Vietnam’s mobile penetration was estimated at 147 percent in 2014, indicating some users have more than one device or SIM card. Fifty-six percent of users accessed the internet via a mobile device in 2012, almost double the number in 2011. The growth of mobile phone penetration slowed somewhat in recent years, as new policies discouraged people from buying new SIM cards. Despite this, the 3G network operating since 2009 is growing fast. As of October 2013, Vietnam has 19 million 3G users, up from 3 million in 2011. Vietnam still has no strategy to introduce a 4G network.
Vietnam does not report figures for computer literacy, but the literacy rate at 93 percent has helped equip the adult population to use computers. Wi-Fi connections are free in many urban spaces such as airports, restaurants, and hotels, and city-wide in some tourist destinations. Access via smartphones has increased, being the choice for 36 percent of internet users, compared to 44 percent who use a PC.
While access is more limited for 70 percent of the population living in rural areas, with ethnic minorities and remote, impoverished communities especially disadvantaged, a remarkable 95 percent of citizens aged 15 to 24 nationwide have some degree of internet access. Monthly wired access has decreased, starting at around US$9 per month, which is considered affordable in cities, and pay-per-use wireless packages are even more affordable, though less reliable.
Restrictions on Connectivity
While several companies have licenses to build infrastructure, military-owned Viettel, state-owned Vietnam Post and Telecommunications (VNPT), or their subsidiaries, are the dominant equipment providers in practice. VNPT operates the national-level backbone network. Four out of six internet exchange providers, which operate the internet exchange points (IXPs) and allow ISPs to interconnect, are state- or military- owned. Although this suggests a concerning degree of state influence over the internet architecture, authorities in Vietnam did not employ noticeable throttling or restrict access to the internet for political reasons during the coverage period of this report, though such interference has been suspected in the past. Connections suffered when the Asia-America Gateway (AAG) submarine cable, one of several which carry international traffic, was damaged. In 2014 the cable was disconnected twice. In May 2015, the latest damage impacted Internet availability and speed for two weeks. Such outages are frequent and significantly impair the speed and quality of access.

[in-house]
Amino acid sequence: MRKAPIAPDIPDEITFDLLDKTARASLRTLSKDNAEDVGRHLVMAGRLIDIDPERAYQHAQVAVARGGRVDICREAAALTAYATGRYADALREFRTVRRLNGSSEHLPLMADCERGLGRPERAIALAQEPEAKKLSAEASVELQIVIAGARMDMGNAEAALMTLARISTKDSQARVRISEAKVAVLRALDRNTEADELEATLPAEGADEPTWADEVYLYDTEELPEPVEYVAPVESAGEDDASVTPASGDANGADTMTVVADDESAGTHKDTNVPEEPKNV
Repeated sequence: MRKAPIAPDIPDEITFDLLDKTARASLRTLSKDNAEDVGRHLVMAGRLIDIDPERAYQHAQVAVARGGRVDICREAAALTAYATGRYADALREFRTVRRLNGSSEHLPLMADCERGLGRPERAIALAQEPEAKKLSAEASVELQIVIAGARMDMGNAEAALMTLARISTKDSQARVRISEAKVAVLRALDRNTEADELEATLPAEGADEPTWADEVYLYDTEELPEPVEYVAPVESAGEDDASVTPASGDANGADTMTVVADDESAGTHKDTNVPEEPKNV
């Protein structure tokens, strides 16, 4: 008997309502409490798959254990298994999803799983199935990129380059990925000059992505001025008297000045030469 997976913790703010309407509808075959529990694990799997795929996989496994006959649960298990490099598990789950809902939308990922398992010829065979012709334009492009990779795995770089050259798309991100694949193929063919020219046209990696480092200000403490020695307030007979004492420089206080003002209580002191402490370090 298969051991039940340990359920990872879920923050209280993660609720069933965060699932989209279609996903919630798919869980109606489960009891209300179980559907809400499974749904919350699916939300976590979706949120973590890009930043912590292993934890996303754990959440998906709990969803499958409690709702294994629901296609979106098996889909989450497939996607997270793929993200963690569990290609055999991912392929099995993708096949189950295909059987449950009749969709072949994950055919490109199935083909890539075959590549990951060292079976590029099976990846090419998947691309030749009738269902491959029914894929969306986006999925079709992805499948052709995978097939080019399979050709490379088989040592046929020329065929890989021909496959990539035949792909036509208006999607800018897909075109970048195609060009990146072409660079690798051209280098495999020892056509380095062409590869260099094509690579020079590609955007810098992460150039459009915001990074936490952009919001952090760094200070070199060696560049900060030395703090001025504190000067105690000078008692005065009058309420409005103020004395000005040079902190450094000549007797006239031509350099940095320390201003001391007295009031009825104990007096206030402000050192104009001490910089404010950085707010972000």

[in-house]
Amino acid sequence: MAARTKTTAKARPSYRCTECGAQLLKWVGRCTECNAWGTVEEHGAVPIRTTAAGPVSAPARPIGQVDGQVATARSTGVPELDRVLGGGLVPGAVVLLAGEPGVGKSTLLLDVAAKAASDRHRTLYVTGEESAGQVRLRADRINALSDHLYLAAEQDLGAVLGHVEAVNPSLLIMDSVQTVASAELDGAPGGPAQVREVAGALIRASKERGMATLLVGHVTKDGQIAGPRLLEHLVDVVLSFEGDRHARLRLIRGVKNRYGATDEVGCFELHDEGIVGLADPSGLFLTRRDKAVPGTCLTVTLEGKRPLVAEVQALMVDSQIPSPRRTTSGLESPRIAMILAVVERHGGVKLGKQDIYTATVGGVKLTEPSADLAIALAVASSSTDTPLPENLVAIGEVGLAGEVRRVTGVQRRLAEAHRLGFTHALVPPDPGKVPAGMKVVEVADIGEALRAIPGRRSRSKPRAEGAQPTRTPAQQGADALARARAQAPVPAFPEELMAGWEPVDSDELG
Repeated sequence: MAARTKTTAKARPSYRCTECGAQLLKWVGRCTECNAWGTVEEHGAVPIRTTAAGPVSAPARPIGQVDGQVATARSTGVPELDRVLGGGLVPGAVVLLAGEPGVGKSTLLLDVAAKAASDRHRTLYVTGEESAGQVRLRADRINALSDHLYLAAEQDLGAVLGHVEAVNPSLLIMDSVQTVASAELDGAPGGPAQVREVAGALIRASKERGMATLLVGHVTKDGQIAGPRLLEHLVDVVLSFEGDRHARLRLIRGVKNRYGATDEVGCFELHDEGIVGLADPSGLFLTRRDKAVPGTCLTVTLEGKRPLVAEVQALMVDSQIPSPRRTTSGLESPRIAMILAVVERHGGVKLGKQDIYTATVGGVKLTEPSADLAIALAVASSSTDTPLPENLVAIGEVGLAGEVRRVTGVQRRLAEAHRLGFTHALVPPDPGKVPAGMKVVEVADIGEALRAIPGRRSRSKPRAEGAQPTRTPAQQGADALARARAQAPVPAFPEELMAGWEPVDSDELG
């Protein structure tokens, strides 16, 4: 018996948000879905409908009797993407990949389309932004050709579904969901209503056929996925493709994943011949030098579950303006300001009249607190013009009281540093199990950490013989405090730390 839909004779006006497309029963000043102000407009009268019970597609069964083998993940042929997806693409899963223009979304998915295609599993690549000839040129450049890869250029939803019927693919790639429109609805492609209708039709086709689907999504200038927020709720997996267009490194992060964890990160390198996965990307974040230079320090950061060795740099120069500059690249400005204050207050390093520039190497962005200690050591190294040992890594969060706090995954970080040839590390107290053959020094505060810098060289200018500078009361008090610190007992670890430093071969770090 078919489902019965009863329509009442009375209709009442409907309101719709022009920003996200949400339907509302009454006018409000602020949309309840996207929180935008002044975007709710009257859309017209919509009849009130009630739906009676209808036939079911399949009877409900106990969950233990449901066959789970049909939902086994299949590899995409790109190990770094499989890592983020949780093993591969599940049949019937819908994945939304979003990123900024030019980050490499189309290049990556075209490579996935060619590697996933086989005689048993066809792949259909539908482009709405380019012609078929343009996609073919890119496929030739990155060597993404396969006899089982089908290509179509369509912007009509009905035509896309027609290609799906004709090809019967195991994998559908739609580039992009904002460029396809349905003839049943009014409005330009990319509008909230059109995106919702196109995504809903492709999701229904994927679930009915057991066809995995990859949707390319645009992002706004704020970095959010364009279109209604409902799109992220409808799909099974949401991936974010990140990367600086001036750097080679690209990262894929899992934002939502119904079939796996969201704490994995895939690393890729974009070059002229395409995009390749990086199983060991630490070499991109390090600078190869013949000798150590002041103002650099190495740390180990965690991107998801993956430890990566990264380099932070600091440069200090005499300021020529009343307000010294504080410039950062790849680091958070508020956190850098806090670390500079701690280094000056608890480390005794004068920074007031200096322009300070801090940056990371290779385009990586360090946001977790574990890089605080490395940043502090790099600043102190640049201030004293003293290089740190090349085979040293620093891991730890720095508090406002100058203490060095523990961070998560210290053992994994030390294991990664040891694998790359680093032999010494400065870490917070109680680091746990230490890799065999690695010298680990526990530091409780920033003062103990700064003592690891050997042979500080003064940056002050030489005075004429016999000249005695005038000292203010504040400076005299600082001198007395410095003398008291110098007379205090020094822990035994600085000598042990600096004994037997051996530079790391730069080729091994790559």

The three biggest internet service providers (ISPs) are the state-owned VNPT, which controls 51 percent of the market; Viettel (40 percent); and the private FPT (6 percent). VNPT and Viettel also own the three largest mobile phone service providers in the country (MobiFone, VinaPhone, and Viettel), which serve 93 percent of the country’s 2G and 3G subscriber base, while two private companies share the remainder. Though any firm is allowed to operate an ISP, informal barriers prevent new companies without political ties or economic clout from disrupting the market.
The Vietnam Internet Center (VNNIC) allocates internet resources such as domain names under the Ministry of Information and Telecommunication. Three additional ministries—information and culture (MIC), public security (MPS), and culture, sport, and tourism (MCST)—manage the provision and usage of internet services. On paper, the MCST regulates sexually explicit and violent content, while the MPS oversees political censorship. In practice, however, guidelines are issued by the VCP in a largely non-transparent manner. In 2008, the MIC created the Administrative Agency for Radio, Television, and Electronic Information. Among other duties, the agency is tasked with regulating online content, which includes drafting guidelines for blogs and managing licenses for online media.